August 15, 2018

Interpretive Summary: Effect of engineered biocarbon on rumen fermentation, microbial protein synthesis, and methane production in an artificial rumen (RUSITEC) fed a high forage diet.

Interpretive Summary: Effect of engineered biocarbon on rumen fermentation, microbial protein synthesis, and methane production in an artificial rumen (RUSITEC) fed a high forage diet.

By: Surely Wallace

In an article published in August 2018 in the Journal of Animal Science, researchers studied how biocarbon affected rumen fermentation in an in vitro setting using the RUSITEC artificial rumen.

Methane gas is a waste product of bacterial fermentation in the rumen. Considering the greenhouse effects of methane on climate, there is need to investigate ways to curb emissions in cattle by altering feed. Biocarbon, also known as biochar, is an engineered feed additive that may be effective at reducing methane production in rumen. Therefore, the authors chose to study biocarbon’s effects on rumen fermentation in the RUSITEC artificial rumen.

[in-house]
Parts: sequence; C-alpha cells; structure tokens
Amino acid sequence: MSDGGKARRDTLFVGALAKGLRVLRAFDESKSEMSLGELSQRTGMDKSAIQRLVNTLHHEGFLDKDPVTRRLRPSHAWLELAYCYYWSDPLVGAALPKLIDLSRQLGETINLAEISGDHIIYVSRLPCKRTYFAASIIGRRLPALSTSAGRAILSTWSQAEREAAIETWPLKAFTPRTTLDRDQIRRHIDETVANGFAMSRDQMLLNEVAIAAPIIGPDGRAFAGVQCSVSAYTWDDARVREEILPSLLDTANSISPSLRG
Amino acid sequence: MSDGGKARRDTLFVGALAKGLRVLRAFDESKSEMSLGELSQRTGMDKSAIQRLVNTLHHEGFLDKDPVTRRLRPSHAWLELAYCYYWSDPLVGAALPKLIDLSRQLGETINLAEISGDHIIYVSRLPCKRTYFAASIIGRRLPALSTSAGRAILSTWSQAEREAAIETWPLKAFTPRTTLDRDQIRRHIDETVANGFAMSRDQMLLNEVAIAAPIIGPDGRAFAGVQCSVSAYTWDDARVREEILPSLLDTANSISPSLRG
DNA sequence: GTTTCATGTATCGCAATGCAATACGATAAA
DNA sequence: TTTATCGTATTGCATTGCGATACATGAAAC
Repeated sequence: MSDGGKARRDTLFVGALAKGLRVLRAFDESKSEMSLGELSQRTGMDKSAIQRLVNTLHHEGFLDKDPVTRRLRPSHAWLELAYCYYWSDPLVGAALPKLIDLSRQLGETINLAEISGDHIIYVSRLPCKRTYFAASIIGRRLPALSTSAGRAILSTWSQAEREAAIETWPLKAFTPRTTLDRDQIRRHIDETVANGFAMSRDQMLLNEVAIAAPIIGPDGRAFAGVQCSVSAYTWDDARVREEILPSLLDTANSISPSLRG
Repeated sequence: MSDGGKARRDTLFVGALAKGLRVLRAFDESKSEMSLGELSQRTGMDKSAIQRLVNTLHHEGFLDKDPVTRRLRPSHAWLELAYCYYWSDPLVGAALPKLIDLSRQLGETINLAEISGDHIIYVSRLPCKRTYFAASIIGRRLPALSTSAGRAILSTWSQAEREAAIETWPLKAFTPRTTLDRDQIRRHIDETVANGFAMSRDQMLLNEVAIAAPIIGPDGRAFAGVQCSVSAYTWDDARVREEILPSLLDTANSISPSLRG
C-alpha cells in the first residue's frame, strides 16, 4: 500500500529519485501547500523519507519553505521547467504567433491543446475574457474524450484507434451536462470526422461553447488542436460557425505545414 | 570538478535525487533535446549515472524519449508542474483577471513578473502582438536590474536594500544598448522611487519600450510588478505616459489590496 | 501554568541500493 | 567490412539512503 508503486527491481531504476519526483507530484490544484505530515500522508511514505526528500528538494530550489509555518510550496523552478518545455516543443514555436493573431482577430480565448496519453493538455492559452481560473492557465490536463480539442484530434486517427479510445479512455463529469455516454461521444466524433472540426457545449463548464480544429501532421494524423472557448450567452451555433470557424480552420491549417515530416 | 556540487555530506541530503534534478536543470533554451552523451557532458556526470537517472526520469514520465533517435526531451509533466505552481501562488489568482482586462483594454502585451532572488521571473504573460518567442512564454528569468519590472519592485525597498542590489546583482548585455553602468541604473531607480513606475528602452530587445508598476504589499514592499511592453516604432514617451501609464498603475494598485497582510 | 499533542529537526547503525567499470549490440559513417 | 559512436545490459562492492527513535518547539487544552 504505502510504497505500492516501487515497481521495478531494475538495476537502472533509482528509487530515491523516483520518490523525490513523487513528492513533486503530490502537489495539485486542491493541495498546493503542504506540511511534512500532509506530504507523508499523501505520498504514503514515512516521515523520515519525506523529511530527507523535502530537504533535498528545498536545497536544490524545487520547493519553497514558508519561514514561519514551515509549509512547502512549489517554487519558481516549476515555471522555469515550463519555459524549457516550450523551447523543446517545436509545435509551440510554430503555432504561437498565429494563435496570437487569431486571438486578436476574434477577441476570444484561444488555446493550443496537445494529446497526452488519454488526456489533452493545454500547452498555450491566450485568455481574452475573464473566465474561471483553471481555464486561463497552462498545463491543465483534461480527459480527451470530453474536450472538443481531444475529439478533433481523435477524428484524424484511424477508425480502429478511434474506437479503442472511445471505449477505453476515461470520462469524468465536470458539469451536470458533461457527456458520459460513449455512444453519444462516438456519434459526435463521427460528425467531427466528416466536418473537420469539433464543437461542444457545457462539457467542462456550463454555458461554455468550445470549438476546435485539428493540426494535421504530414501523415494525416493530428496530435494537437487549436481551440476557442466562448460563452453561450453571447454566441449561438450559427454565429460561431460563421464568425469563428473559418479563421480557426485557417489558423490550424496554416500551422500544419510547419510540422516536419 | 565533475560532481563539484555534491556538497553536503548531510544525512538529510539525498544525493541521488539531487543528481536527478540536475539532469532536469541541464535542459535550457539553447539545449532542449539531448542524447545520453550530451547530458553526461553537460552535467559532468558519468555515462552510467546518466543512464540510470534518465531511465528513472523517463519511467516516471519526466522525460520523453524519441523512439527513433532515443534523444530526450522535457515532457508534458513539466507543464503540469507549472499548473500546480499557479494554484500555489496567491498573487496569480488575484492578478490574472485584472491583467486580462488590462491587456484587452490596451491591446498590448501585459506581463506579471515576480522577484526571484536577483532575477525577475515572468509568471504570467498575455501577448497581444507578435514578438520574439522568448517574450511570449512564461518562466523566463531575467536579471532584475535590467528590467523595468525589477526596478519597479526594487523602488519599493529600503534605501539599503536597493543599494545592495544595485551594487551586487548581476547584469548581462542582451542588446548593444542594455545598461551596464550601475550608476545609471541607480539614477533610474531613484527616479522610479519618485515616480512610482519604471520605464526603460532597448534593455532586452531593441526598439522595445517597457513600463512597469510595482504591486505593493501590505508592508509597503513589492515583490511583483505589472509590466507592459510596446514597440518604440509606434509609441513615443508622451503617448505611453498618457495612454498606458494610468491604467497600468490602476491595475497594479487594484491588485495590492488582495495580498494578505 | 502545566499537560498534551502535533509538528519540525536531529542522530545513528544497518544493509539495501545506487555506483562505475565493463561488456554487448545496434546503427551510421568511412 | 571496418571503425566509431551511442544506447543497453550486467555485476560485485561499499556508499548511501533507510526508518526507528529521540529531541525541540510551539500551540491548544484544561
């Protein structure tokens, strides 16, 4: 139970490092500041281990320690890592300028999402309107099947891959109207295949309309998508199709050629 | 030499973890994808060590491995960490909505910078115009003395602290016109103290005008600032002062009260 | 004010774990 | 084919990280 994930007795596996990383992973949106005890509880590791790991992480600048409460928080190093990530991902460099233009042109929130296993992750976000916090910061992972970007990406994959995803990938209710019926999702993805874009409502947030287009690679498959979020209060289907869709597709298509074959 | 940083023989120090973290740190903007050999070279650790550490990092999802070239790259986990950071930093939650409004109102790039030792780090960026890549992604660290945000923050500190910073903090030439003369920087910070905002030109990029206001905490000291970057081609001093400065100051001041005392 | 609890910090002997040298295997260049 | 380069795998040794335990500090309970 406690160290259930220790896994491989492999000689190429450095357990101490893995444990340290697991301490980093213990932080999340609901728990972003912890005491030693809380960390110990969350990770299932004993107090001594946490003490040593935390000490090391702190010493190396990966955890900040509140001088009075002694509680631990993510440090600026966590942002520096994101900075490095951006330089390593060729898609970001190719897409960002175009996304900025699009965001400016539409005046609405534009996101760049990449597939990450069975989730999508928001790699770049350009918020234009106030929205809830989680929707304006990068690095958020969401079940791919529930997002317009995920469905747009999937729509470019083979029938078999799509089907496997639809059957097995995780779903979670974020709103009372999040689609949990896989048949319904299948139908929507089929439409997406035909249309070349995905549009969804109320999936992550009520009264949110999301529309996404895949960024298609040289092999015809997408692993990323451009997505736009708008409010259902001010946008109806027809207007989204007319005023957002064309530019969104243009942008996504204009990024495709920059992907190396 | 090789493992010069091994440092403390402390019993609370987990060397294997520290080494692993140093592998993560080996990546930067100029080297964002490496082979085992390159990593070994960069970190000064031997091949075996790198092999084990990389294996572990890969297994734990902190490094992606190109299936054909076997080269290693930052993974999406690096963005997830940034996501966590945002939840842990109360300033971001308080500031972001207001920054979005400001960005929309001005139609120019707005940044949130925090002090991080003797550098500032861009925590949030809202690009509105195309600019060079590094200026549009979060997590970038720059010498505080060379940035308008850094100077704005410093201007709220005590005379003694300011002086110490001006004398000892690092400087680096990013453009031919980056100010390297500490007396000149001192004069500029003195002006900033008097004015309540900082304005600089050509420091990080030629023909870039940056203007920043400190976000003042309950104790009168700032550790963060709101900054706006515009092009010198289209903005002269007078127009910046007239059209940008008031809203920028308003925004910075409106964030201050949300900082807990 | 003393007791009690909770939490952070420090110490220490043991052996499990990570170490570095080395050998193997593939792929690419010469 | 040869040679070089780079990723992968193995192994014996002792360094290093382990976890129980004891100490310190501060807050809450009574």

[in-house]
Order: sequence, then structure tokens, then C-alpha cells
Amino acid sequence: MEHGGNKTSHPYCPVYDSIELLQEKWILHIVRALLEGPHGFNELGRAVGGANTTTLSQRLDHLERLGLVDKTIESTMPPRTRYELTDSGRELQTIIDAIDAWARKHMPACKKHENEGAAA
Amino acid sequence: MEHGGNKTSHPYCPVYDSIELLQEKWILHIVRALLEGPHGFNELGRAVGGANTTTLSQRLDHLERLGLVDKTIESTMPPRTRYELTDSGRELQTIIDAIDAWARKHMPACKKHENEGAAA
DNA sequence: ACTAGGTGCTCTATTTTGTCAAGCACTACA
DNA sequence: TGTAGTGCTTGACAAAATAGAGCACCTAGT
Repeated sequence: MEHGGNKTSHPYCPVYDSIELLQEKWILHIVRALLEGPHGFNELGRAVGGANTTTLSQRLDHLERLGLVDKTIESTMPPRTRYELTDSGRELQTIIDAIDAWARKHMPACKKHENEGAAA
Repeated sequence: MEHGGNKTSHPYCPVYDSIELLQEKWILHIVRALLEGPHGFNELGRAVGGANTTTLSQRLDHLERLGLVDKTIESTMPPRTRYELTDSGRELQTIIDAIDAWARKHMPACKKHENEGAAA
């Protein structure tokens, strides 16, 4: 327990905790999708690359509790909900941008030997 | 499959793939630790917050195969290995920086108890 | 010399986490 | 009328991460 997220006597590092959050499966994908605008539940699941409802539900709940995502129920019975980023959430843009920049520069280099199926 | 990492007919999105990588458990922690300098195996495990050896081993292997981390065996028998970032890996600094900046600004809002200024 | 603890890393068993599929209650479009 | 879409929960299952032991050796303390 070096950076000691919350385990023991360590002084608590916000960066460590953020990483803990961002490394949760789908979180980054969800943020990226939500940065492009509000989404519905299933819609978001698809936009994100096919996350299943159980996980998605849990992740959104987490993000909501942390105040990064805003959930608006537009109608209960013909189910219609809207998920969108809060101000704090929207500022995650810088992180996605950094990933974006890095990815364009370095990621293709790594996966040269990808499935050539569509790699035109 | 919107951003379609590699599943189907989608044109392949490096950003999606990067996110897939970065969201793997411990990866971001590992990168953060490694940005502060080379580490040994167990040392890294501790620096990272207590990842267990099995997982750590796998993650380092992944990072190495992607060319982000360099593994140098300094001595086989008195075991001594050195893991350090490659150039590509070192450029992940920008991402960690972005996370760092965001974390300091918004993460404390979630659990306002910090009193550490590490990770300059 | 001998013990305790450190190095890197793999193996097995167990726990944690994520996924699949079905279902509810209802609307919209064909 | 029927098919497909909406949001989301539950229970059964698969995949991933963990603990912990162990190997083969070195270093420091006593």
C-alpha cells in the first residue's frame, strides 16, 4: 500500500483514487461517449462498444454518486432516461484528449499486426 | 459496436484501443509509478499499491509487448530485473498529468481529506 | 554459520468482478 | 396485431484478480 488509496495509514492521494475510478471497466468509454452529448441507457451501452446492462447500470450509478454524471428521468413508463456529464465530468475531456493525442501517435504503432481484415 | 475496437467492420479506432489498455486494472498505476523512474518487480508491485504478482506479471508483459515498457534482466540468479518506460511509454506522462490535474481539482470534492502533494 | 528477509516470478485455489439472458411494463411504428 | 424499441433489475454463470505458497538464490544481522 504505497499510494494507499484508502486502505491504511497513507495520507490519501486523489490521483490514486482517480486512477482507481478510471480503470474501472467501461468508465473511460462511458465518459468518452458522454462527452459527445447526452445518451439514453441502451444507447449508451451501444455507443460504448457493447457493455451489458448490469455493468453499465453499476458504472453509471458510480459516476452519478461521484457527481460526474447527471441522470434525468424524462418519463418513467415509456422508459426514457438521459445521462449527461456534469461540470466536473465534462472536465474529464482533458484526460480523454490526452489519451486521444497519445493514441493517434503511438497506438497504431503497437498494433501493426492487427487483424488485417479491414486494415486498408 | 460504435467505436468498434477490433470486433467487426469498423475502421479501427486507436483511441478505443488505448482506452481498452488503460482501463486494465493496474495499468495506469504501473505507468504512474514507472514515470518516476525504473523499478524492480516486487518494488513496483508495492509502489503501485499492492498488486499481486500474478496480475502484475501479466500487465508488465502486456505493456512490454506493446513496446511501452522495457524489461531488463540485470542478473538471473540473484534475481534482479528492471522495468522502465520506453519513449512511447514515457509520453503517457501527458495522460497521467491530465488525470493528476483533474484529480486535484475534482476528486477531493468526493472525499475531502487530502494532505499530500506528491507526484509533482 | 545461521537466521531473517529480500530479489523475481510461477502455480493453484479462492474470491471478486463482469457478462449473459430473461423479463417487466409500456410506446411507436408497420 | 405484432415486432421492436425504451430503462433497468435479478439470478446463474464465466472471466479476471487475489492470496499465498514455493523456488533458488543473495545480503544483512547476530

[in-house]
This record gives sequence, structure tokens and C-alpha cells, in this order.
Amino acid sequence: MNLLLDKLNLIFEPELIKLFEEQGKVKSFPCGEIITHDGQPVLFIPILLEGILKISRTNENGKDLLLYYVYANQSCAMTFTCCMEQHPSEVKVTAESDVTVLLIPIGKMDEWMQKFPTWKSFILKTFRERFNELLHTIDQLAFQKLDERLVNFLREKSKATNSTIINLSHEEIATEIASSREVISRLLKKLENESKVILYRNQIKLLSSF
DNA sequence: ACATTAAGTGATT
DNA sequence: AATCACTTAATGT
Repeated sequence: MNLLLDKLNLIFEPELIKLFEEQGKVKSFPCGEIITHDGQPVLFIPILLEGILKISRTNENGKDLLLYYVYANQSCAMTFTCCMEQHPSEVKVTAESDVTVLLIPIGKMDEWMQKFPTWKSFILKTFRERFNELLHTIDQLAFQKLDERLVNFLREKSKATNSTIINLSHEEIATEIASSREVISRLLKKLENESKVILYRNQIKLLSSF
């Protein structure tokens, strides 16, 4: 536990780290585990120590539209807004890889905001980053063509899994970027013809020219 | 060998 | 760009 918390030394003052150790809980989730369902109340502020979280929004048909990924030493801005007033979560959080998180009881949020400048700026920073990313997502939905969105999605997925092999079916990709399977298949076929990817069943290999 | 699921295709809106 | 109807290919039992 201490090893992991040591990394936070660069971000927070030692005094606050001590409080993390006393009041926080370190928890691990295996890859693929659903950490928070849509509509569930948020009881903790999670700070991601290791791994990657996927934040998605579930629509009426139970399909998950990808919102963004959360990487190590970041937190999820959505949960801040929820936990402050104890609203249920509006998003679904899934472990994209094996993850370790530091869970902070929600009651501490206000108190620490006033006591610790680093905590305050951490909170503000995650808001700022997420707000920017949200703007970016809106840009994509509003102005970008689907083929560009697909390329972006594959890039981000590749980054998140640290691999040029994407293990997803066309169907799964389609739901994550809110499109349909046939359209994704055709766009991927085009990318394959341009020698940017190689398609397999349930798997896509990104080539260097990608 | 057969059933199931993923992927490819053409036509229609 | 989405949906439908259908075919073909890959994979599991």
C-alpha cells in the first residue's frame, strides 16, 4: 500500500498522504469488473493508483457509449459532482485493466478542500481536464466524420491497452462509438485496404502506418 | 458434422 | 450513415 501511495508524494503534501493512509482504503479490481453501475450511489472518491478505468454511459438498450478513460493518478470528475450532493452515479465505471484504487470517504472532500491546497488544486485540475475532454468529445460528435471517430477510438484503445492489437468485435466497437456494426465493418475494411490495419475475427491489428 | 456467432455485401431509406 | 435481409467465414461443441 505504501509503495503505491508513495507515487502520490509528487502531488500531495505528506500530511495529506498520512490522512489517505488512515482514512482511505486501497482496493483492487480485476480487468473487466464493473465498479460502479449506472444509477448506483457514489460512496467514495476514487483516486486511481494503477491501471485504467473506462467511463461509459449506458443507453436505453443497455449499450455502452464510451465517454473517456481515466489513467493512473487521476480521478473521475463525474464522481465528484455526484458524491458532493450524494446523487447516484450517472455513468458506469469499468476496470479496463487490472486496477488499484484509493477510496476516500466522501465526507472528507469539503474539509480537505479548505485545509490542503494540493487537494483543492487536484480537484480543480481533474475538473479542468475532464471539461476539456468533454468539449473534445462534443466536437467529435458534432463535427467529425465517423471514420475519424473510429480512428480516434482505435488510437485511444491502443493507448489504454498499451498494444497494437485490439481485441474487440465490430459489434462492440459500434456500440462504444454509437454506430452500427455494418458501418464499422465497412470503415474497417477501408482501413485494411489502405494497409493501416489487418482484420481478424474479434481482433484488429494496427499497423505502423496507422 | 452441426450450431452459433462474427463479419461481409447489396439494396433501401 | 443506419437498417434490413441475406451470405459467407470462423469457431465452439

The study design was as follows: 0.5, 1.0 and 2.0% biocarbon by dry matter (DM) were added to barley-based basal diets; an additional control diet had no biocarbon. Each treatment had four replicates. Rumen contents from cannula port of Angus cross cows were collected after morning feeding. The study lasted 17 days, and samples were collected and analyzed after day 10. 

Results indicated total gas did not decrease, but total methane produced did decrease, compared to control. When compared to the control, total microbial nitrogen and total microbial protein synthesis was also increased. Nutrient digestibility was improved, per increases in DM, organic matter (OM), crude protein (CP), and fiber disappearance.

In conclusion, changes in rumen fermentation were observed in the RUSITEC in vitro apparatus, with the authors reporting a benefit, supported by their data. Specifically, biocarbon appeared to increase feed digestibility and reduce production of methane gas. It is possible that changes to the rumen microbiota from biocarbon may have caused this effect. However, the study did not focus on rumen microbes, so this is only one possible explanation. The authors suggest it is possible that the biocarbon may be sequestering methane. More in-depth studies characterizing the mechanistic factors that might be contributing to reduction in rumen methane production in biocarbon-supplemented cattle feed is warranted.

To view the article, “Effect of engineered biocarbon on rumen fermentation, microbial protein synthesis, and methane production in an artificial rumen (RUSITEC) fed a high forage diet,” visit the Journal of Animal Science.